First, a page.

> >> to INT_MAX (and the rest were zero). Why? Please, if possible, point to
    > >> me to a good section on initialisations *and* arrays in K&R.

    >
    > >    Also you can try the standard function memset:

    >
    > >    int par[MAX];
    > >    memset(par, INT_MAX, MAX);

    >
    >      ... except that this will only work if sizeof(int) == 1.
    > Even if you change the third argument to sizeof(int) * MAX
    > (or to sizeof par), this can work for only a few of the
    > possible values one might want in an int, and only then by
    > lucky (unlucky?) chance.
    >


    Huh? How do you figure?
     
    Chad, Jan 31, 2010
    #8
  9. Albert

    Eric Sosman Guest

    On 1/31/2010 1:33 PM, Chad wrote:
    > On Jan 31, 6:51 am, Eric Sosman<> wrote:
    >> On 1/31/2010 9:38 AM, Daniel Molina Wegener wrote:
    >>
    >>
    >>
    >>
    >>
    >>> -----BEGIN PGP SIGNED MESSAGE-----
    >>> Hash: SHA512

    >>
    >>> On Dom 31 Ene 2010 02:19,
    >>> Albert wrote:

    >>
    >>>> I wrote the following line in a program:

    >>
    >>>> int par[MAX] = { INT_MAX };

    >>
    >>> You must use:

    >>
    >>> int par[MAX] = { INT_MAX, INT_MAX, ... MAX times };

    >>
    >>>> and when I iterated through the array I found that only par[0] is equal
    >>>> to INT_MAX (and the rest were zero). Why? Please, if possible, point to
    >>>> me to a good section on initialisations *and* arrays in K&R.

    >>
    >>> Also you can try the standard function memset:

    >>
    >>> int par[MAX];
    >>> memset(par, INT_MAX, MAX);

    >>
    >> ... except that this will only work if sizeof(int) == 1.
    >> Even if you change the third argument to sizeof(int) * MAX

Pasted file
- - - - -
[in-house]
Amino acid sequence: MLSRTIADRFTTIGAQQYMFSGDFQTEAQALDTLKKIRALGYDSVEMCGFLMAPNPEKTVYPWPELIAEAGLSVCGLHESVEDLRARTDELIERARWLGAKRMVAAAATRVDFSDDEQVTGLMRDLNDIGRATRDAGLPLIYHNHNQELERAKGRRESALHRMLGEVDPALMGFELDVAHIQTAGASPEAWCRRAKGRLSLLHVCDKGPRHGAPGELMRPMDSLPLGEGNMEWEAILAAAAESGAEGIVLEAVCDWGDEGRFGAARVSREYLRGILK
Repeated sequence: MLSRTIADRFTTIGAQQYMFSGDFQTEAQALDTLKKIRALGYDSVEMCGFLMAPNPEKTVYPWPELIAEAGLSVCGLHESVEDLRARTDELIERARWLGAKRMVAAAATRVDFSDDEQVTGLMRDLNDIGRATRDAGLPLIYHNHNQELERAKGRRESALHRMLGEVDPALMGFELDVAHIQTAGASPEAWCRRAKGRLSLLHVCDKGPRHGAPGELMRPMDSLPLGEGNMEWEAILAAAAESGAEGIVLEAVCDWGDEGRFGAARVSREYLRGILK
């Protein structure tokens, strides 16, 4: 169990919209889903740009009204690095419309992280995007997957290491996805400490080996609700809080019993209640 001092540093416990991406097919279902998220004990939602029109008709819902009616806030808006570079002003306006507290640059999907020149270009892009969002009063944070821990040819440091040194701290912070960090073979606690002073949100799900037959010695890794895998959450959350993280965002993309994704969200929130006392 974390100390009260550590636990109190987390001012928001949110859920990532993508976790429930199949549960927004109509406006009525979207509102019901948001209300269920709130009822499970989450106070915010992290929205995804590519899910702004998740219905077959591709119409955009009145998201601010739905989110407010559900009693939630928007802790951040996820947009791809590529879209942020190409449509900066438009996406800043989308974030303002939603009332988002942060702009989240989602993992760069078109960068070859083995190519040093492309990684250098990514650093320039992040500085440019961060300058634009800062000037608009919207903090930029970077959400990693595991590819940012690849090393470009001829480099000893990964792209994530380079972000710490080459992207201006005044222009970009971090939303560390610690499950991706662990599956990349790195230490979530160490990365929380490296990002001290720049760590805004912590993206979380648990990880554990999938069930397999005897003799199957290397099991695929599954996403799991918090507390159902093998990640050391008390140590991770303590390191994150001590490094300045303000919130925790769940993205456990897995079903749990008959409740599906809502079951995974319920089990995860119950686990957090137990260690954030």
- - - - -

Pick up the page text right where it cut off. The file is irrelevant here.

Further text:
>> (or to sizeof par), this can work for only a few of the
    >> possible values one might want in an int, and only then by
    >> lucky (unlucky?) chance.

    >
    > Huh? How do you figure?


    Not sure which part confuses you, so I'll tackle both.

    First, MAX is not the number of bytes in the array unless
    sizeof(int) == 1. So if sizeof(int) > 1 (typical values are
    4 and 2), the given memset() call will store to only part of
    the array and leave the remainder untouched.

    Second, if sizeof(int) > 1 the only values memset() can
    store in an int are those where all the int's bytes are the
    same. For an eight-bit byte and a four-byte int, for example,
    only 0x00000000, 0x01010101, 0x02020202, ..., (int)0xFFFFFFFF
    are achievable by memset(). (It's possible that not even that
    many values are achievable.) In particular, INT_MAX would be
    0x7FFFFFFF, a mixture of the two distinct bytes 0x7F and 0xFF,
    hence not achievable.

    ... and that's how I figure.

    --
    Eric Sosman
    lid
     
    Eric Sosman, Jan 31, 2010
    #9
  10. Daniel Molina Wegener <> writes:
    > On Dom 31 Ene 2010 02:19,
    > Albert wrote:
    >
    >> I wrote the following line in a program:
    >>
    >> int par[MAX] = { INT_MAX };

    >
    > You must use:
    >
    > int par[MAX] = { INT_MAX, INT_MAX, ... MAX times };


    Which is reasonable if (and only if) the declaration is generated
    automatically. Suppose you have this:

    #define MAX 3
    int par[MAX] = { INT_MAX, INT_MAX, INT_MAX };

    Then, a few months later, you decide to change MAX to 5:

    #define MAX 5
    int par[MAX] = { INT_MAX, INT_MAX, INT_MAX };

    You're now initializing par to { INT_MAX, INT_MAX, INT_MAX, 0, 0 }.
    If you're lucky, your compiler might warn you about the missing
    initializers, but since it's a perfectly legal initialization it's
    not required to do so.

    Some languages do have constructs for this kind of thing. C doesn't.

    Unless you're generating the code automatically (which is something
    you should consider), your best bet is to use a loop to initialize the
    array:

    #define MAX ...whatever...
    int par[MAX];
    ...
    for (i = 0; i < MAX; i ++) {
    par = INT_MAX;
    }

    [...]

    > Also you can try the standard function memset:
    >
    > int par[MAX];
    > memset(par, INT_MAX, MAX);


    You can try it, but it won't work. memset sets bytes. There is no
    equivalent standard C function that sets ints.

    --
    Keith Thompson (The_Other_Keith) <http://www.ghoti.net/~kst>
    Nokia
    "We must do something. This is something. Therefore, we must do this."
    -- Antony Jay and Jonathan Lynn, "Yes Minister"
     
    Keith Thompson, Jan 31, 2010
    #10